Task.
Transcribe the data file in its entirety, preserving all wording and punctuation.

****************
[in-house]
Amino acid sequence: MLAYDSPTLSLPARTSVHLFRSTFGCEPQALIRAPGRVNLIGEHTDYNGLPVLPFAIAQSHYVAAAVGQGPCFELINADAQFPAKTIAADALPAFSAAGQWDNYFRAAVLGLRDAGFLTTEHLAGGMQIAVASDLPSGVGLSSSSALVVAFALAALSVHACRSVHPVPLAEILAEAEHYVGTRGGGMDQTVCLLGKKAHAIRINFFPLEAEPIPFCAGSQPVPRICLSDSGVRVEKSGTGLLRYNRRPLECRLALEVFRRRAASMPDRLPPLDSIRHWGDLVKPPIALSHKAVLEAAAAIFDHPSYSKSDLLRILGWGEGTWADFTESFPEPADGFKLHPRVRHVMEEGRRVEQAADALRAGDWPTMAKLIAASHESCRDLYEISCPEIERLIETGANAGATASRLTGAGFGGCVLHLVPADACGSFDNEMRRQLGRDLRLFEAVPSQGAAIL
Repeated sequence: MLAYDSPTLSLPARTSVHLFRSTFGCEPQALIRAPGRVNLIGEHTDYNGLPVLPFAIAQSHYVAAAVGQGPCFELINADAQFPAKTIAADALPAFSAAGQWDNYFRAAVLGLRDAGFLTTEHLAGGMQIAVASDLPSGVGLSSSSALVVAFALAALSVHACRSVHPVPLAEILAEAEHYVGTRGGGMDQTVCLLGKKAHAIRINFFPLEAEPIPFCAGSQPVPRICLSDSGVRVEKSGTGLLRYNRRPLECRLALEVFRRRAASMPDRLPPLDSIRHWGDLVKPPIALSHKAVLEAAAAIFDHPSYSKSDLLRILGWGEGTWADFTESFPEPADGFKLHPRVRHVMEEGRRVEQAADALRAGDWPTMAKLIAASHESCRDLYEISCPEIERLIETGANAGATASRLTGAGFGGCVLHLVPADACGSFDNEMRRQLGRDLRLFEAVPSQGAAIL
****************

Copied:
[in-house]
Amino acid sequence: MLAYDSPTLSLPARTSVHLFRSTFGCEPQALIRAPGRVNLIGEHTDYNGLPVLPFAIAQSHYVAAAVGQGPCFELINADAQFPAKTIAADALPAFSAAGQWDNYFRAAVLGLRDAGFLTTEHLAGGMQIAVASDLPSGVGLSSSSALVVAFALAALSVHACRSVHPVPLAEILAEAEHYVGTRGGGMDQTVCLLGKKAHAIRINFFPLEAEPIPFCAGSQPVPRICLSDSGVRVEKSGTGLLRYNRRPLECRLALEVFRRRAASMPDRLPPLDSIRHWGDLVKPPIALSHKAVLEAAAAIFDHPSYSKSDLLRILGWGEGTWADFTESFPEPADGFKLHPRVRHVMEEGRRVEQAADALRAGDWPTMAKLIAASHESCRDLYEISCPEIERLIETGANAGATASRLTGAGFGGCVLHLVPADACGSFDNEMRRQLGRDLRLFEAVPSQGAAIL
Repeated sequence: MLAYDSPTLSLPARTSVHLFRSTFGCEPQALIRAPGRVNLIGEHTDYNGLPVLPFAIAQSHYVAAAVGQGPCFELINADAQFPAKTIAADALPAFSAAGQWDNYFRAAVLGLRDAGFLTTEHLAGGMQIAVASDLPSGVGLSSSSALVVAFALAALSVHACRSVHPVPLAEILAEAEHYVGTRGGGMDQTVCLLGKKAHAIRINFFPLEAEPIPFCAGSQPVPRICLSDSGVRVEKSGTGLLRYNRRPLECRLALEVFRRRAASMPDRLPPLDSIRHWGDLVKPPIALSHKAVLEAAAAIFDHPSYSKSDLLRILGWGEGTWADFTESFPEPADGFKLHPRVRHVMEEGRRVEQAADALRAGDWPTMAKLIAASHESCRDLYEISCPEIERLIETGANAGATASRLTGAGFGGCVLHLVPADACGSFDNEMRRQLGRDLRLFEAVPSQGAAIL